VERBOS REFLEXIVOS C贸mo se forman?
Try these other websites, they also provide with different examples.
A verb is reflexive when the subject and the object are the same. I shave myself. subject: I verb: shave object: myself Since the subject and object are the same, the verb is reflexive.
Un poco de explicaci贸n A verb is used reflexively when the subject of the verb is also its object. As you will soon see, verbs are often used the same way in English. What can make reflexive verbs (sometimes called pronominal verbs) frustrating for beginning Spanish students is that a reflexive verb is often called for in
Spanish when a different way of wording things is used in English.
Verbs only used in the reflexive forms Some verbs in Spanish are used only in the reflexive form, and they may or may not be translated to English using a reflexive construction. In dictionaries, such verbs traditionally are listed with a se at the end of the infinitive, as in arrepentirse, which means "to regret." Ejemplos:
• Me abstengo de comer carne. I am abstaining from eating meat. • Rene se arrepentió de sus errores. Rene regretted his errors. • Me resigno a no tener un ipod. I am resigning myself to having an Ipod.
Reflexive usages commonly in a non-reflexive way Some Spanish verbs make perfect sense when understood in a reflexive way, but we typically don't translate them that way into English. For example, levantar means "to lift," while its reflexive counterpart, levantarse, could be understood to mean "to lift oneself," but is usually translated as "to get up." • Quiero bañarme. I want to take a bath. Literally, I want to bathe myself. • ¡Siéntate! Sit down! Literally, seat yourself! • Voy a vestirme. I am going to get dressed. Literally, I am going to dress myself. • Me afeito cada mañana. I shave every morning. Literally, I shave myself every morning. • Alex se acercó a la casa. Alex approached the house. Literally, Patricia brought herself closer to the house. Se llama Eva. Her name is Eva. Literally, she calls herself Eva.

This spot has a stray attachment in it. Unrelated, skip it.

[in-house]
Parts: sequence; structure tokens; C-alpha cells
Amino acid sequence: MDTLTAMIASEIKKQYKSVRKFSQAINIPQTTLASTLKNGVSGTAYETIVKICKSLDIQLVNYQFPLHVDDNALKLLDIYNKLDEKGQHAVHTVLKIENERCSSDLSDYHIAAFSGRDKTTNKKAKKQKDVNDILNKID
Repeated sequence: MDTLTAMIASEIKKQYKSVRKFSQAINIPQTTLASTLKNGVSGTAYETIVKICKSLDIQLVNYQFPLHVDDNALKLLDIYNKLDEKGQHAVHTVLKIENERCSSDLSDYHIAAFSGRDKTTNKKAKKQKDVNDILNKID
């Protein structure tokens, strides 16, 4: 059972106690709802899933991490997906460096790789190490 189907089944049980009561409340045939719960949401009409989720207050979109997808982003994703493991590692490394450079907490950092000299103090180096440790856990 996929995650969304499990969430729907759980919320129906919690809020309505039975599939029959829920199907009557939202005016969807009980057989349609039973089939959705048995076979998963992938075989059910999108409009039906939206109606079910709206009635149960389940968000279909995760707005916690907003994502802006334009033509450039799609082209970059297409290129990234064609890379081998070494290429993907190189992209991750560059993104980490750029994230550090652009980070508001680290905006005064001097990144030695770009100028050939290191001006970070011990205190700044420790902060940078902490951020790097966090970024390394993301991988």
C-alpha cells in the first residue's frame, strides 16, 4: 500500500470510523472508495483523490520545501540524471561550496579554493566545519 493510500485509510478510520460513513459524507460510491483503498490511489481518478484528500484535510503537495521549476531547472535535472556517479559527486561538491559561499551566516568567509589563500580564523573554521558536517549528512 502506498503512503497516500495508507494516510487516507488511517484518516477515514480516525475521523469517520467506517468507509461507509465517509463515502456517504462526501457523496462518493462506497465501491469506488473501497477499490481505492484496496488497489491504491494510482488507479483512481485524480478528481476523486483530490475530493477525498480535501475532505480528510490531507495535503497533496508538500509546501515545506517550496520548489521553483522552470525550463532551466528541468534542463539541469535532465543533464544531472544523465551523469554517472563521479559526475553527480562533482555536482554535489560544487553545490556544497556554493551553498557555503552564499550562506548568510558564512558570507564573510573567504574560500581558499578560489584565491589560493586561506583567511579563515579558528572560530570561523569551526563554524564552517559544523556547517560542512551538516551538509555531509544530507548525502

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Adding emphasis with reflexive verbs Some verbs can be used reflexively to add emphasis. The distinction isn't always readily translated to English. For example, "comí la hamburguesa," means "I ate the hamburger," but the reflexive form, "me comí la hamburguesa," could be translated the same way, or perhaps as "I ate up the hamburger" or "I ate the whole hamburger." Similarly, "piénsalo" might be translated as "think about it," whereas "piénsatelo" might be translated the same way or as "think about it thoroughly."
Sr. Gómez (Continued)
Verbs used reflexively with a change in meaning Making a verb reflexive can change its meaning in ways that aren't always predictable. Sometimes the difference in meaning is subtle. Following are some common examples; not all possible meanings of the verbs are included. Pellentesque: • abonar, to pay money; abonarse, to subscribe (as to a periodical) • abrir, to open; abrirse, to open up (in the sense of confiding in someone) • acordar, to agree, to decide; acordarse, to remember • acusar, to accuse; acusarse, to confess • callar, to be quiet; callarse, to become quiet • combinar, to combine; combinarse (plural forms), to take turns • dormir, to sleep; dormirse, to fall asleep • ir, to go; irse, to go away
• llevar, to carry; llevarse, to take away • poner, to put; ponerse, to put on, to wear salir, to leave; salirse, to leave unexpectedly, to leak
Sed venenatis, augue non
Un poco más sobre reflexivos The "reflexive passive": Often, particularly with inanimate objects, the reflexive form is used to indicate an occurrence without indicating the person or thing responsible for that occurrence. Such uses of the reflexive are typically the equivalent of passive verb forms in English, as in the following examples: • Se cerraron las puertas. The doors were closed. • Se habla español aquí. Spanish is spoken here. • Se venden recuerdos. Souvenirs are sold, or souvenirs for sale.
This e-article was published by Sr Gomez with the help of Ana Golberg and Rene Caracoza
Sr. Gomez Francis Parker School San Diego, California
Published on Jan 15, 2012